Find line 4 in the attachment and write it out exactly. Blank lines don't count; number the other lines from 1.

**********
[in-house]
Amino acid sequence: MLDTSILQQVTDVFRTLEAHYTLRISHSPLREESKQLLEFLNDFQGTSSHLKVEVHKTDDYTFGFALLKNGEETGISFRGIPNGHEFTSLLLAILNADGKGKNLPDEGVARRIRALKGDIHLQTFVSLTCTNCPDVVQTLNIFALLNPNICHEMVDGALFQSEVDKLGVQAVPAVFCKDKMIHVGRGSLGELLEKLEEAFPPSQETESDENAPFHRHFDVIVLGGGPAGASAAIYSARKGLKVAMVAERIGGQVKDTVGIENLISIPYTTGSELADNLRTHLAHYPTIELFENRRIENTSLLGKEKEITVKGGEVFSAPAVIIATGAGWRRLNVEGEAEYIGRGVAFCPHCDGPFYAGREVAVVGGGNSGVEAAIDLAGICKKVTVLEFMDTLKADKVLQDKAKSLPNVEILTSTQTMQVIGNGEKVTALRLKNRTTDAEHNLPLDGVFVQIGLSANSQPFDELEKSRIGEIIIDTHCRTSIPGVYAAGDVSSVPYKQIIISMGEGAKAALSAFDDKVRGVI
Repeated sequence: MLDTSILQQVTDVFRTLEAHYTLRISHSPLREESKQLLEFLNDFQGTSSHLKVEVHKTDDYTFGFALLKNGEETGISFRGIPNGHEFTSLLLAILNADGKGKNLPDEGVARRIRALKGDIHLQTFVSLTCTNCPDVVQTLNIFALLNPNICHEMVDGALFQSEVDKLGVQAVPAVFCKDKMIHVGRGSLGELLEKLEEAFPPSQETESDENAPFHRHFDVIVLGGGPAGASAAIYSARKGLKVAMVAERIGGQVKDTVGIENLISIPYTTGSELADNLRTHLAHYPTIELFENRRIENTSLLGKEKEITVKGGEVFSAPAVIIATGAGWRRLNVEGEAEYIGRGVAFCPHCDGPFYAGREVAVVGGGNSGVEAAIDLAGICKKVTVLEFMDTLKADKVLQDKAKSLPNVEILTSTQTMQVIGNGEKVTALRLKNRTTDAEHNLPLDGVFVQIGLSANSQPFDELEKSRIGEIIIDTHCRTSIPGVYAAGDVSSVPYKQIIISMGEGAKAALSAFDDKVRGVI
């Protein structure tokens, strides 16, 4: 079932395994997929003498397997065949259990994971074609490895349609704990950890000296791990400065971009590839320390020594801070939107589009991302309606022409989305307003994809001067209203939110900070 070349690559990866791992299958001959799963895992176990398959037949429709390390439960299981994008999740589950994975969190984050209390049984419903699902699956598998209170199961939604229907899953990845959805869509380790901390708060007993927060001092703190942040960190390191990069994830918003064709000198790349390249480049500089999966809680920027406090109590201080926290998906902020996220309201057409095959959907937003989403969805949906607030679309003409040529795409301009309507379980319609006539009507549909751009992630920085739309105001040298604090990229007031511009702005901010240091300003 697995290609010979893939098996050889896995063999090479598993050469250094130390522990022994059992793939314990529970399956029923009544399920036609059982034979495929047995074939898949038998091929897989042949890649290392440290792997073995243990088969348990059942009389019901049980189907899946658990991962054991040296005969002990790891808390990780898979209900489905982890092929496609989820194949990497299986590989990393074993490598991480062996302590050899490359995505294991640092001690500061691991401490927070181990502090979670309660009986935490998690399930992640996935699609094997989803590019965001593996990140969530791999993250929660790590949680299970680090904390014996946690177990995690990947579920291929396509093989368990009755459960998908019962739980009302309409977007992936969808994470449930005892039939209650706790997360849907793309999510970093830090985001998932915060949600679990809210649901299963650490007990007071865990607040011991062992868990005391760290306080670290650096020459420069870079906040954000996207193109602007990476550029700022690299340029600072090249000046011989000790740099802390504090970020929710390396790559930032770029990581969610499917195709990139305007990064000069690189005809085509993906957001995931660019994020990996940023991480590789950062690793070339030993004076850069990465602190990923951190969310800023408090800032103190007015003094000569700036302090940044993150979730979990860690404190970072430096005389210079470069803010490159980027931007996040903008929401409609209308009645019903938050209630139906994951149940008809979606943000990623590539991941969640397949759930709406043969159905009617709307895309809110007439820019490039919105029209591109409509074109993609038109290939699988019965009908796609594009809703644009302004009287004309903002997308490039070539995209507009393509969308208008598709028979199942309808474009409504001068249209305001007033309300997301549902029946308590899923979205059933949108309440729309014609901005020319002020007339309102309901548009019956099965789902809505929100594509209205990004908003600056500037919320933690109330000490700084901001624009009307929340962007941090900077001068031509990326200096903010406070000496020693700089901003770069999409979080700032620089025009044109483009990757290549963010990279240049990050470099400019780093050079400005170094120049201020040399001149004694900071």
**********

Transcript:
């Protein structure tokens, strides 16, 4: 079932395994997929003498397997065949259990994971074609490895349609704990950890000296791990400065971009590839320390020594801070939107589009991302309606022409989305307003994809001067209203939110900070 070349690559990866791992299958001959799963895992176990398959037949429709390390439960299981994008999740589950994975969190984050209390049984419903699902699956598998209170199961939604229907899953990845959805869509380790901390708060007993927060001092703190942040960190390191990069994830918003064709000198790349390249480049500089999966809680920027406090109590201080926290998906902020996220309201057409095959959907937003989403969805949906607030679309003409040529795409301009309507379980319609006539009507549909751009992630920085739309105001040298604090990229007031511009702005901010240091300003 697995290609010979893939098996050889896995063999090479598993050469250094130390522990022994059992793939314990529970399956029923009544399920036609059982034979495929047995074939898949038998091929897989042949890649290392440290792997073995243990088969348990059942009389019901049980189907899946658990991962054991040296005969002990790891808390990780898979209900489905982890092929496609989820194949990497299986590989990393074993490598991480062996302590050899490359995505294991640092001690500061691991401490927070181990502090979670309660009986935490998690399930992640996935699609094997989803590019965001593996990140969530791999993250929660790590949680299970680090904390014996946690177990995690990947579920291929396509093989368990009755459960998908019962739980009302309409977007992936969808994470449930005892039939209650706790997360849907793309999510970093830090985001998932915060949600679990809210649901299963650490007990007071865990607040011991062992868990005391760290306080670290650096020459420069870079906040954000996207193109602007990476550029700022690299340029600072090249000046011989000790740099802390504090970020929710390396790559930032770029990581969610499917195709990139305007990064000069690189005809085509993906957001995931660019994020990996940023991480590789950062690793070339030993004076850069990465602190990923951190969310800023408090800032103190007015003094000569700036302090940044993150979730979990860690404190970072430096005389210079470069803010490159980027931007996040903008929401409609209308009645019903938050209630139906994951149940008809979606943000990623590539991941969640397949759930709406043969159905009617709307895309809110007439820019490039919105029209591109409509074109993609038109290939699988019965009908796609594009809703644009302004009287004309903002997308490039070539995209507009393509969308208008598709028979199942309808474009409504001068249209305001007033309300997301549902029946308590899923979205059933949108309440729309014609901005020319002020007339309102309901548009019956099965789902809505929100594509209205990004908003600056500037919320933690109330000490700084901001624009009307929340962007941090900077001068031509990326200096903010406070000496020693700089901003770069999409979080700032620089025009044109483009990757290549963010990279240049990050470099400019780093050079400005170094120049201020040399001149004694900071």